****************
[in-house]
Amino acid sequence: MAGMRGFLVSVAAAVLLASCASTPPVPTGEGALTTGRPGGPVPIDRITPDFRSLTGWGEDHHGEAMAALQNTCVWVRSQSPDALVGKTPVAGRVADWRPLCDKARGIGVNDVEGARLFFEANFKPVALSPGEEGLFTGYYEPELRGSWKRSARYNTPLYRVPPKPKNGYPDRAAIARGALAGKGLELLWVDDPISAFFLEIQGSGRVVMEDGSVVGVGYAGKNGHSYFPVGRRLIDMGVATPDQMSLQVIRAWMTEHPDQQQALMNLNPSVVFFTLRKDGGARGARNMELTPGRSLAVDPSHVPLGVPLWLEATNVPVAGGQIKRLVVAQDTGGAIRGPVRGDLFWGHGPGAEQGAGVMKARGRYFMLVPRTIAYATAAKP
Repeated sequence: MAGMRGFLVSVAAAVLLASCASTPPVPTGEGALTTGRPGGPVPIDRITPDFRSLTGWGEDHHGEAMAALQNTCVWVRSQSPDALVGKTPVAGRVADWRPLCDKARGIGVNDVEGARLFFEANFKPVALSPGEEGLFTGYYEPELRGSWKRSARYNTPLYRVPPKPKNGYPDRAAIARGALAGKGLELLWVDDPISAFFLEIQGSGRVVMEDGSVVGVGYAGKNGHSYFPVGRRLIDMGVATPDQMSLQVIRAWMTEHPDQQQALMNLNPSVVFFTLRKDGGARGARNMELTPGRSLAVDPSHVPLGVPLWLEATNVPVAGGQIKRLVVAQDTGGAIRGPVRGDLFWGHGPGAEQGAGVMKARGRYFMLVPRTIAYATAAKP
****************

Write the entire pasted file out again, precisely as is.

[in-house]
Amino acid sequence: MAGMRGFLVSVAAAVLLASCASTPPVPTGEGALTTGRPGGPVPIDRITPDFRSLTGWGEDHHGEAMAALQNTCVWVRSQSPDALVGKTPVAGRVADWRPLCDKARGIGVNDVEGARLFFEANFKPVALSPGEEGLFTGYYEPELRGSWKRSARYNTPLYRVPPKPKNGYPDRAAIARGALAGKGLELLWVDDPISAFFLEIQGSGRVVMEDGSVVGVGYAGKNGHSYFPVGRRLIDMGVATPDQMSLQVIRAWMTEHPDQQQALMNLNPSVVFFTLRKDGGARGARNMELTPGRSLAVDPSHVPLGVPLWLEATNVPVAGGQIKRLVVAQDTGGAIRGPVRGDLFWGHGPGAEQGAGVMKARGRYFMLVPRTIAYATAAKP
Repeated sequence: MAGMRGFLVSVAAAVLLASCASTPPVPTGEGALTTGRPGGPVPIDRITPDFRSLTGWGEDHHGEAMAALQNTCVWVRSQSPDALVGKTPVAGRVADWRPLCDKARGIGVNDVEGARLFFEANFKPVALSPGEEGLFTGYYEPELRGSWKRSARYNTPLYRVPPKPKNGYPDRAAIARGALAGKGLELLWVDDPISAFFLEIQGSGRVVMEDGSVVGVGYAGKNGHSYFPVGRRLIDMGVATPDQMSLQVIRAWMTEHPDQQQALMNLNPSVVFFTLRKDGGARGARNMELTPGRSLAVDPSHVPLGVPLWLEATNVPVAGGQIKRLVVAQDTGGAIRGPVRGDLFWGHGPGAEQGAGVMKARGRYFMLVPRTIAYATAAKP